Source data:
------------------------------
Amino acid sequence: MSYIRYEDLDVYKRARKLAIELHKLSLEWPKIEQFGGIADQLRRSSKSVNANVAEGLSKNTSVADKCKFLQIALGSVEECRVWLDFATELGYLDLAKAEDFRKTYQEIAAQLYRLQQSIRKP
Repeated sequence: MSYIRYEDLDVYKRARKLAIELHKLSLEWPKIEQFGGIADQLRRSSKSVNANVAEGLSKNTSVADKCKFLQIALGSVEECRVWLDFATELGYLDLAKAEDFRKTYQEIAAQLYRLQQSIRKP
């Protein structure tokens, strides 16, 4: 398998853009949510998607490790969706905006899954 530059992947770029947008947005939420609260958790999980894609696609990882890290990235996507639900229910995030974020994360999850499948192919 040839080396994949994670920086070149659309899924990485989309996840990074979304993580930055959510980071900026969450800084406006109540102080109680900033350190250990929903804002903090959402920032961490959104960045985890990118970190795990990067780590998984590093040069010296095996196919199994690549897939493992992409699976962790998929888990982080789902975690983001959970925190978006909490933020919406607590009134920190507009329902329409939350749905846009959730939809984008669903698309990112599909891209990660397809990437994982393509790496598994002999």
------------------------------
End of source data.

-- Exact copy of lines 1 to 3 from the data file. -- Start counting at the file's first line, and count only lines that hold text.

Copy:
Amino acid sequence: MSYIRYEDLDVYKRARKLAIELHKLSLEWPKIEQFGGIADQLRRSSKSVNANVAEGLSKNTSVADKCKFLQIALGSVEECRVWLDFATELGYLDLAKAEDFRKTYQEIAAQLYRLQQSIRKP
Repeated sequence: MSYIRYEDLDVYKRARKLAIELHKLSLEWPKIEQFGGIADQLRRSSKSVNANVAEGLSKNTSVADKCKFLQIALGSVEECRVWLDFATELGYLDLAKAEDFRKTYQEIAAQLYRLQQSIRKP
């Protein structure tokens, strides 16, 4: 398998853009949510998607490790969706905006899954 530059992947770029947008947005939420609260958790999980894609696609990882890290990235996507639900229910995030974020994360999850499948192919 040839080396994949994670920086070149659309899924990485989309996840990074979304993580930055959510980071900026969450800084406006109540102080109680900033350190250990929903804002903090959402920032961490959104960045985890990118970190795990990067780590998984590093040069010296095996196919199994690549897939493992992409699976962790998929888990982080789902975690983001959970925190978006909490933020919406607590009134920190507009329902329409939350749905846009959730939809984008669903698309990112599909891209990660397809990437994982393509790496598994002999």